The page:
In focusing on Isaac’s vulnerability the story demystifies the fear and trauma of daily life and, by definition, those of us who listen to the story have survived.  Successful survival is accompanied by the great pain, even in our mundane and safe world, and all the more so in previous eras of civilization.  My grandmother of blessed memory, Helen Cytryn (ז”ל), lived to be 92.  She was born shortly after the flu pandemic of 1918-1920, survived scarlet fever in a world that was on the cusp of discovering antibiotics, was trained as a nurse for World War II but the war ended before she – or my grandfather, a doctor – could be deployed.  She survived all that in her first twenty-five years.  She also sat shivah no less than ten times, for her parents who died three weeks apart, for the seven (of eight) siblings she outlived, and for her beloved husband of sixty-plus years.  She mourned enumerable other siblings-in-law, aunts, uncles, dear friends, and colleagues.  She lived to hold her first great-grandchild, named for her husband.  Who wouldn’t want to live to ninety-two, in full possession of their mental faculties, engaged in the world around them, with the resources to support themselves?  How lucky was she? And how much pain did she endure? 

Vulnerability. Fear. Pain. Survival. Hope.  The akeidah represents one of two foreshadowing interactions Abraham has with the area that would eventually be called Jerusalem.  The first, in last week’s parashah, involves an encounter with Melchizedek (literally: king of righteousness), who ruled over עיר-שלם (ir-shalem; city of peace).  The second is the situation of the akeidah on הר המוריה (har hamoriah), which becomes the site of the Temple. 

James Carroll, the brilliant writer on religion, wrote a book on Jerusalem tracing its resonance in Western culture through the millennia.  In a book filled with discussions of violence and pain, the most moving is a detailed and compelling description of the role the idea of Jerusalem played in the creation and sustenance of our United States.  The Pilgrims, religious exiles, saw themselves fleeing to a “new Jerusalem.”  They built cities, many with Biblical names – Bethlehem and Efrata, Pennsylvania, come to mind – and also, in many states, called Salem, as in JeruSalem.  The United States was, and is, imagined as a “City on a Hill,” and Jerusalem imagery is rife in Lincoln’s writings about saving the Union.  If memory serves, Carroll ends his narrative about the US (the book was published in 2011) with imagery drawn from Reagan’s presidential campaigns, harking back to our aspirational potential as a nation.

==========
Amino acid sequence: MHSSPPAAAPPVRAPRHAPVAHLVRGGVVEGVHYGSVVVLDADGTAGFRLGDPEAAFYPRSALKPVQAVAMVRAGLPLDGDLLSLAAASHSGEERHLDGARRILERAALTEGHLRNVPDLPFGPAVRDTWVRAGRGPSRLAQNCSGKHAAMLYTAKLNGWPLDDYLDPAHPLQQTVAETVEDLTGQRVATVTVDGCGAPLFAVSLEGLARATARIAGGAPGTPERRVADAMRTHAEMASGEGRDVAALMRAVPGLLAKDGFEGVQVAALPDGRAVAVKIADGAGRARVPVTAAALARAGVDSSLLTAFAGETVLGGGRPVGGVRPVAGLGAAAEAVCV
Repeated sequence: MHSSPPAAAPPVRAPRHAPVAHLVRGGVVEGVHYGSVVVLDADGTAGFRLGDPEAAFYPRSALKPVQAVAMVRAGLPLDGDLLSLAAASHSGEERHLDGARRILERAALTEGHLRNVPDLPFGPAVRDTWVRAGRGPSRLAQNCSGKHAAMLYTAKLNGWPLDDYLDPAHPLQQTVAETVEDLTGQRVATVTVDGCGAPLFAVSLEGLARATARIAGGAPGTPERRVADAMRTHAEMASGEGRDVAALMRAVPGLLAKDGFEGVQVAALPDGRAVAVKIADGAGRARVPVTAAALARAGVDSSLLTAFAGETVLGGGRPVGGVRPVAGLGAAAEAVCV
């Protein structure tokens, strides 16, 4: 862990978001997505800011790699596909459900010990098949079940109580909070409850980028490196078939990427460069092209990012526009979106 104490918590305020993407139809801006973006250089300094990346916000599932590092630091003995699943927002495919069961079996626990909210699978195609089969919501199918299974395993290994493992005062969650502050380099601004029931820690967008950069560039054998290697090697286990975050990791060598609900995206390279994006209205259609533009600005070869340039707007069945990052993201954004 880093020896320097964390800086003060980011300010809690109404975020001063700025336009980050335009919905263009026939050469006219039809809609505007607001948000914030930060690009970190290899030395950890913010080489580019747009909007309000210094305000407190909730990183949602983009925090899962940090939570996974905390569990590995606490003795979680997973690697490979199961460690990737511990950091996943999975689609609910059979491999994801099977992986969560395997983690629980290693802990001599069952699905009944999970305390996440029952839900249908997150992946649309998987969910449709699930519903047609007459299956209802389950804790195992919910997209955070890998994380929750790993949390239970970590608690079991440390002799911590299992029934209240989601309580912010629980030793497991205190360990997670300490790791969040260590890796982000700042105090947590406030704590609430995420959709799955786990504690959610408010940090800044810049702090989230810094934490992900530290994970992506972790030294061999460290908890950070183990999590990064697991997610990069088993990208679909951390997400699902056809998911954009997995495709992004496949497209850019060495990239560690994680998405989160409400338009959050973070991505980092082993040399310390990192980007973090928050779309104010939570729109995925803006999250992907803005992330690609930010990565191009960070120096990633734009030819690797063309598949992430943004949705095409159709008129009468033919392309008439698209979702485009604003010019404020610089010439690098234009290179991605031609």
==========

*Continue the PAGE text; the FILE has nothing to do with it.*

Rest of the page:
At some point we will look back on 2020 from a place, God-willing, of more stability and less fear.  Hopefully that is a place where we remember our vulnerability and have begun to heal it, through additional innovations in medical technology and a re-assessment of our public health infrastructure; through a renewed sense of civic identity, compromise, and an ability to truly hear our fellow citizens through what feel today like impassable obstacles.  At that time, may we remember the feelings many of us have right now, feelings that tie us to our ancestors and to each other.  And may we recall that we have done what Jews, and humanity in general, have done for millennia: we have survived.  And we have been audacious enough to hope for more, a hope rooted in survival and memory.  That should be the lesson of the akeidah